|Artwork copyright Andrew Price|
The book's been published before. It was first commissioned by the British publisher A&C Black, as part of their Flashback series of historical novels for children. The brief was to write an entertaining, exciting story which would persuade young readers to turn the pages for its own sake - while, at the same time, giving as historically accurate a picture of life in the Viking Age as possible.
I took this very seriously, and, despite carrying a load of stuff about the Viking Age around in my head - which is why I was commissioned - I dusted off my books, checked facts and did further research. I've added a historical note to this new, self-published edition, called 'How Much Is True?'
I tried hard not to put anything in the book for which there wasn't evidence. So when Aslak buys his way into 'a ship fellowship' and is given a token which identifies him as a member of that crew, and makes it easier for him to find a place in another ship, there is evidence of that being done in the Viking Age. (A bit like a modern lorry-driver showing his tachie-card to get lifts from other drivers.)
When a rich, elderly woman takes a shine to Aslak, and decides that he is the slave she would like to take into the next life with her - well, there are several Viking graves which suggest that this was something which could, and did, happen. These graves hold one person placed in a central position, with grave goods, and a second person who is often decapitated, and who seems to have had their hands tied together behind their back.
'Aslak' is the eleventh book I have self-published, but with all the others, I made an e-book first and then, later, published a paperback.
The first book I made into a paperback was 'The Wolf's
|Artwork copyright Andrew Price|
For some time now, CreateSpace has been offering me the option to 'publish with Kindle' as I come to the end of the CreateSpace process, urging me to click the button and transfer my files to the Kindle site.
Every other time, I was using CreateSpace to publish a paperback version of a book I'd already published as an ebook, so I always ignored the 'publish on Kindle' button. But, with Aslak, I thought I might as well send my Viking voyaging from the one site to the other.
I'd started by scanning 'Aslak' into my computer, and creating a Word file, which is what I would usually upload to Kindle. To make the paperback, I downloaded a 6" by 9" blank template from the CS site, and pasted my book into it. I then went through checking that the paragraph indents and line-breaks were as I wanted them.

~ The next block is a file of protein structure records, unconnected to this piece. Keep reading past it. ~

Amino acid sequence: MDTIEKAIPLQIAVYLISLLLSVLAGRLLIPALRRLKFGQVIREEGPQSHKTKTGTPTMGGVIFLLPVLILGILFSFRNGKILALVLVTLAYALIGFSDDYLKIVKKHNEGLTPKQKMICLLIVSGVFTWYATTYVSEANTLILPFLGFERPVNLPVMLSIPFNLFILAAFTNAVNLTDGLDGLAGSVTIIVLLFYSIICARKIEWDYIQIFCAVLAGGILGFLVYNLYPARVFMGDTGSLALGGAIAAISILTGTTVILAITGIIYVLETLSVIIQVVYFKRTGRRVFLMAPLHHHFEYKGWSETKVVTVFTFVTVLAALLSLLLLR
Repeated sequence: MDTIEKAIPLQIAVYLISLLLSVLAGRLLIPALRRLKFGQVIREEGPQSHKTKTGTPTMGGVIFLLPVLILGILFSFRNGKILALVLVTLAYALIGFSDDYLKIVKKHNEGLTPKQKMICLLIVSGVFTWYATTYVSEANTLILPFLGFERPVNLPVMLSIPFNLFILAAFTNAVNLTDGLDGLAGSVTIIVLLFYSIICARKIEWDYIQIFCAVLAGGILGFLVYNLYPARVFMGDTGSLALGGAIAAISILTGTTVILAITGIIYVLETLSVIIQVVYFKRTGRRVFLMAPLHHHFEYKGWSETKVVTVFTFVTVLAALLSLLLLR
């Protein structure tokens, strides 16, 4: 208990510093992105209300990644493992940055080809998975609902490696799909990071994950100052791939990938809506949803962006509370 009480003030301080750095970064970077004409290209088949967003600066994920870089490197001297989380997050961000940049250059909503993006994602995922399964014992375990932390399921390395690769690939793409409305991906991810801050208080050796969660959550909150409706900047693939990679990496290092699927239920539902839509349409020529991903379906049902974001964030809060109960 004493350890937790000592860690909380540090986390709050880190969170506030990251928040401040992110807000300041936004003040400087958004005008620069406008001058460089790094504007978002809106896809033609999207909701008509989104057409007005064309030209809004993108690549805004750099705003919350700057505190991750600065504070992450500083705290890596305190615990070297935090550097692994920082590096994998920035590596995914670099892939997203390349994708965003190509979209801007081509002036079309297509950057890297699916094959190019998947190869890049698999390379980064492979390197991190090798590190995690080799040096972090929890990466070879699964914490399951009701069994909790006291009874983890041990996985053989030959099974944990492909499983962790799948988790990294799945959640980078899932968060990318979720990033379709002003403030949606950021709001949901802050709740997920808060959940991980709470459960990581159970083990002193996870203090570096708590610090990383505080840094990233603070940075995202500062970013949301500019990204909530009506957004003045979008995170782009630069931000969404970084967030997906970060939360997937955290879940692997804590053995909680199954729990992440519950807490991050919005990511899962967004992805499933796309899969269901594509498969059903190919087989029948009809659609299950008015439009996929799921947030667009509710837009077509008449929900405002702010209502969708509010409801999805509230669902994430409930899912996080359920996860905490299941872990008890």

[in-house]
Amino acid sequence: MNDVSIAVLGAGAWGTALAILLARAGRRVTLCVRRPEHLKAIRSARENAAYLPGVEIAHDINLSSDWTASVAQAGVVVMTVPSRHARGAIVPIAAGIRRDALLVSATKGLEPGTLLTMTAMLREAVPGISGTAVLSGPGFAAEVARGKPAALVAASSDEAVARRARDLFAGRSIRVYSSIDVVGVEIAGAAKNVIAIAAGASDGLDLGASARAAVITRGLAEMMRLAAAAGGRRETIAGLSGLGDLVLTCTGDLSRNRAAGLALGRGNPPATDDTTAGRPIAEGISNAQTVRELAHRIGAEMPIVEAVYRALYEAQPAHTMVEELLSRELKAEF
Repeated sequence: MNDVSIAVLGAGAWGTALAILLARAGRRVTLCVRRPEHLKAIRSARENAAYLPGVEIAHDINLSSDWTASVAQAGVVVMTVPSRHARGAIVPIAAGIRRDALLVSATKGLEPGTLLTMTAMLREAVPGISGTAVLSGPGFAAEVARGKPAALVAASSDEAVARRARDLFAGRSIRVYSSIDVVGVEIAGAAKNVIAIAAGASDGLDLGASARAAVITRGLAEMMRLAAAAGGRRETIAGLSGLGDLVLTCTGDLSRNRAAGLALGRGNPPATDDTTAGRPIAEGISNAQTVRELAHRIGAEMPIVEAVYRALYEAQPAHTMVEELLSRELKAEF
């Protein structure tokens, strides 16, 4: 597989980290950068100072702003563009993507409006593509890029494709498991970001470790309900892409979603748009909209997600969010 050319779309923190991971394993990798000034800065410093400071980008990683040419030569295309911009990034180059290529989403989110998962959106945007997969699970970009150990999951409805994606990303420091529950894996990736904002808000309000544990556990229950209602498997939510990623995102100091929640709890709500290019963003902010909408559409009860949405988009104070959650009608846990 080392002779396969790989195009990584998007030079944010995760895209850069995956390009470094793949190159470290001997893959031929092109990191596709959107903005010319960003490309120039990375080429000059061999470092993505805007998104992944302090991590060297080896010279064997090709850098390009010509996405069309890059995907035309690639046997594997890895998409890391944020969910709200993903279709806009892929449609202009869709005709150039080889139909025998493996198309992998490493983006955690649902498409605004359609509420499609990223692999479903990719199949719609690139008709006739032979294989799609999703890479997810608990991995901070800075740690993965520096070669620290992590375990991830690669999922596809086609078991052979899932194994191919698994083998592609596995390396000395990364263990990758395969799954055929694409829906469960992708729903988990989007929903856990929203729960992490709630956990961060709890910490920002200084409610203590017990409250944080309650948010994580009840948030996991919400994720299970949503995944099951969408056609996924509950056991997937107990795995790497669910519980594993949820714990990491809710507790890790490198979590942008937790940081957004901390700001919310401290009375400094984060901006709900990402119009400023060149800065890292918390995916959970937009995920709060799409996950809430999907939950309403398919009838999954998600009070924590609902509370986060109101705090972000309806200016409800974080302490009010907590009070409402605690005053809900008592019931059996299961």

Since a silver Thor's Hammer pendent figures in the story, I used a public domain image of a Thor's Hammer to decorate the book. I pasted it into the Word file, and shrank the size until it was as I wanted it. Once it was, I copied and pasted it at every chapter heading. (Amazon specifies that the image has to be at least 300 dpi - dots per inch. If it's less, it will flag up a warning that the printed image may be blurry.)
You check the book's appearance with the online previewer (above.) This lets you see how the book will open. All the pages are down the right hand side of the screen, and you turn the pages by clicking on the arrows to the left and right of the large central book. When you've seen how your book looks in the previewer, you can go back to your master copy, alter it and upload again. Repeat as many times as necessary.
I designed the cover using an image done for me by my brother Andrew, and Amazon's Cover Creator. When I thought it was all as good as I could make it, I clicked the button to send Aslak sailing over to Kindle. And I gave the go-ahead for the paperback.
On going to Kindle, I found that all had arrived safely, without shipwreck. A new entry had been made on my booklist, and Aslak's cover was already there. I used the on-line reviewer to check how Aslak had held up in the passage.
I wasn't happy. A paperback is not an e-book. Lines were broken in odd places - there were strange gaps. The silver hammer still looked rather good, though.
So I had to go back to my original Word file, add the silver hammers to each chapter, and then upload it to Kindle - just as I would usually do to create a Kindle book, in fact.
And, of course, the pricing and distribution are all different.
Conclusions? It was useful to have the cover designed on the CreateSpace site beamed over to Kindle. Apart from that, it's nothing but a piece of advertising for Kindle publishing. I still had to upload the Kindle file, and I still had to go through all the usual form-filling.
The Saga of Aslak Slave-Born The Wolf's Footprint